By Jon Way
Rainbow Rating: 3 stars
It's not the sort of thing that has immediate pulling power. I mean a musical adaptation of only a small part of James Joyce's 'Ulysses', sung by a woman lying on a grand piano. Indeed, the audience was pitifully small on the night I saw the show. This is a shame as people are missing out on an extraordinary evening, full of passion and power.
The show is written by husband and wife team Mario Borciani and Anna Zappar oli, and it is Anna herself who plays the eponymous Molly Bloom, supported by piano, drums, cello and clarinet.
The monologue itself is a sharp, intense piece dealing with Molly's feelings towards her lovers and herself; deliberately filthy in parts, but suffused with a lingering sadness, as though, despite her many, many partners, Molly has never truly found contentment. The complex pattern of now and then, memory and comment, lust and resentment, paints a deep and vivid picture of a woman past her prime, but determined not to let go of the past.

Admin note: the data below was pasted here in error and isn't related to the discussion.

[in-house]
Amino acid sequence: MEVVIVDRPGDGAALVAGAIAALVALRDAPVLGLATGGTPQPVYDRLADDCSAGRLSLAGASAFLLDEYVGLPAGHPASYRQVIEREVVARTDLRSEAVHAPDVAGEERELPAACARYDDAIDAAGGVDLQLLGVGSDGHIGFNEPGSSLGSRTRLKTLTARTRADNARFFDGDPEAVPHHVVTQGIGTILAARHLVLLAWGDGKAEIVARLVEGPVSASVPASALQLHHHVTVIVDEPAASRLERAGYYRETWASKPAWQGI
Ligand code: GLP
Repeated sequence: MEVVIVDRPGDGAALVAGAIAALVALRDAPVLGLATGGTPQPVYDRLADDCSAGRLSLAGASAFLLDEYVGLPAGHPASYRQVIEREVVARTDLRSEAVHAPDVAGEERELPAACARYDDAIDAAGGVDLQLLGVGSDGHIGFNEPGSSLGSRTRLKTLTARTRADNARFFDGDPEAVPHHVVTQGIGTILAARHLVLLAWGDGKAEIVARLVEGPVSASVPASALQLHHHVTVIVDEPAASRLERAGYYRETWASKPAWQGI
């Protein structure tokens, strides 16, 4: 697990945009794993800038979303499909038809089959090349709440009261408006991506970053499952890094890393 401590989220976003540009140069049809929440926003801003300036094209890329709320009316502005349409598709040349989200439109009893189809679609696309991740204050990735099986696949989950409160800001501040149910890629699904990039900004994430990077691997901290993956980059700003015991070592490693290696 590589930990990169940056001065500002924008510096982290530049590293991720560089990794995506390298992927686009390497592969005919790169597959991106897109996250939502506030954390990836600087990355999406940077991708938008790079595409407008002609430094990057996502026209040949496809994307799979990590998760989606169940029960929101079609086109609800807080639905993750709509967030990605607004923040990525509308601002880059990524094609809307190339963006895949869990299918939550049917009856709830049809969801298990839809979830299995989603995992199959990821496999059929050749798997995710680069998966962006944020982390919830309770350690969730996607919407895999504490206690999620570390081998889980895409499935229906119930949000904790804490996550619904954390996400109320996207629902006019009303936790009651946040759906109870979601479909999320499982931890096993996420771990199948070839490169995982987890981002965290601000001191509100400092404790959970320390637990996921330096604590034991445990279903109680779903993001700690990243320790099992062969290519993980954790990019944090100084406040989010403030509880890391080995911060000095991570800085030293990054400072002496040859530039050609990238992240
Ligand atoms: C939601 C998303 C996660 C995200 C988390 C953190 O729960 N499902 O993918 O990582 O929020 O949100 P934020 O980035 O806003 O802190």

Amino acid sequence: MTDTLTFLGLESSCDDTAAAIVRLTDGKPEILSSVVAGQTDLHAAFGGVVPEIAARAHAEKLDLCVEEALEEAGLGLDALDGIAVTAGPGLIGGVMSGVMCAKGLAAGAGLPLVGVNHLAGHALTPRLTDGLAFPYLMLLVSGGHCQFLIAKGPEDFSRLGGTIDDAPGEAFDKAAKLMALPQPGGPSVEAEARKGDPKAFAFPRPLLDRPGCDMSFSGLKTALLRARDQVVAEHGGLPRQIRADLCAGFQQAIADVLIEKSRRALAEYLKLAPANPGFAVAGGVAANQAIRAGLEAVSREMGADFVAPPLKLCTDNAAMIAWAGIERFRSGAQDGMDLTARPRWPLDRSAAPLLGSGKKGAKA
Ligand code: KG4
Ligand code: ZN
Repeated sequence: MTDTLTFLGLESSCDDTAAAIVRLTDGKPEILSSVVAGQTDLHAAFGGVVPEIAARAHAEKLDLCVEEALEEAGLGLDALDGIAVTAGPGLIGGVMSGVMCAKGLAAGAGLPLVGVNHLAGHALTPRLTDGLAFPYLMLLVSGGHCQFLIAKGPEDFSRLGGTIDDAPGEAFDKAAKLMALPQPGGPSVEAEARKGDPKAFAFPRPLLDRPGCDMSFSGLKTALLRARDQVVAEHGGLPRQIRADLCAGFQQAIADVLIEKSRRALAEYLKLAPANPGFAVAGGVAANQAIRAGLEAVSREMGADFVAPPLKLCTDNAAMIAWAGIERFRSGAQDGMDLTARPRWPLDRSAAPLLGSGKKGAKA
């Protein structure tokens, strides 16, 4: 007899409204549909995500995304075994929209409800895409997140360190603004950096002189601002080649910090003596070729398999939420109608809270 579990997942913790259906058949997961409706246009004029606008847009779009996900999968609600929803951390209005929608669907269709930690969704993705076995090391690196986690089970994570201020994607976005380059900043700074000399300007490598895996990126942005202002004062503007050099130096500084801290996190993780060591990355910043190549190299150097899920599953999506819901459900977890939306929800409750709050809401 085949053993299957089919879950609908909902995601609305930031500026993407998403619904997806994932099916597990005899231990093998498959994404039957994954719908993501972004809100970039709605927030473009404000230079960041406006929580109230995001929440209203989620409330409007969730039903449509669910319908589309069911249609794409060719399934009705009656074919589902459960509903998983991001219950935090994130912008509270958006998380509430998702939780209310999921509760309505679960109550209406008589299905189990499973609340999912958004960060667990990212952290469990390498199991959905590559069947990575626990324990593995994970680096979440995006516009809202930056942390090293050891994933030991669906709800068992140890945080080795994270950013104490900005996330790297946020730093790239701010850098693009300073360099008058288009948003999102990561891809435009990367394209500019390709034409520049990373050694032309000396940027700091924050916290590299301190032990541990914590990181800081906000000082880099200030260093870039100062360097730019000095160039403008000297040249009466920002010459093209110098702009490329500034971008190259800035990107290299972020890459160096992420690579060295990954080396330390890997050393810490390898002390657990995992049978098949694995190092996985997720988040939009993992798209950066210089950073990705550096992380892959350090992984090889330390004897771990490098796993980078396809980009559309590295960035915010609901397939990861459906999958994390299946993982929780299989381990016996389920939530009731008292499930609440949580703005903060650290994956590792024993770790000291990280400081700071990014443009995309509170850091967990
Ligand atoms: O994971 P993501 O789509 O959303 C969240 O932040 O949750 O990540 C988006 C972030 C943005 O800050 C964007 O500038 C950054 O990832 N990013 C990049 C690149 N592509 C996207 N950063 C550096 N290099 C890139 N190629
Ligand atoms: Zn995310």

Anna Zapparoli's performance is stunning -- at times showing such world-weariness, and then flicking lightly back to younger times in the past, as another memory surfaces. From her lazy drawl to the full force of her excellent singing voice, her range is superb. The ease with which she handles the transitions of mood and sentiment is admirable, and her sheer stage presence is to be envied.
The music is serviceable -- not exactly mould breaking, but perfectly OK. The only problem was that when all the instruments were playing, particularly the drums, they did tend to drown out Anna's singing, especially when she's singing the fast and furious patter that makes up some of these songs.
A fine attribute of this production is the lighting, which changes cleverly to suit Molly's moods, sometimes stark and harsh, and at others gentle and hazy, appropriately conveying the message of days gone by.
Overall, I rate this as a fine production, with much love and care put into it, that deserves much wider exposure than it's currently receiving.
According to the press release, James Joyce's grandson is dead set against this production, claiming that setting the text to music turns it into a circus act. I disagree with this assessment. The material is obviously played with great care and fondness for the original text, and it is certainly much more accessible to the audience to have it performed.
So -- go and see it yourself, and make up your own mind.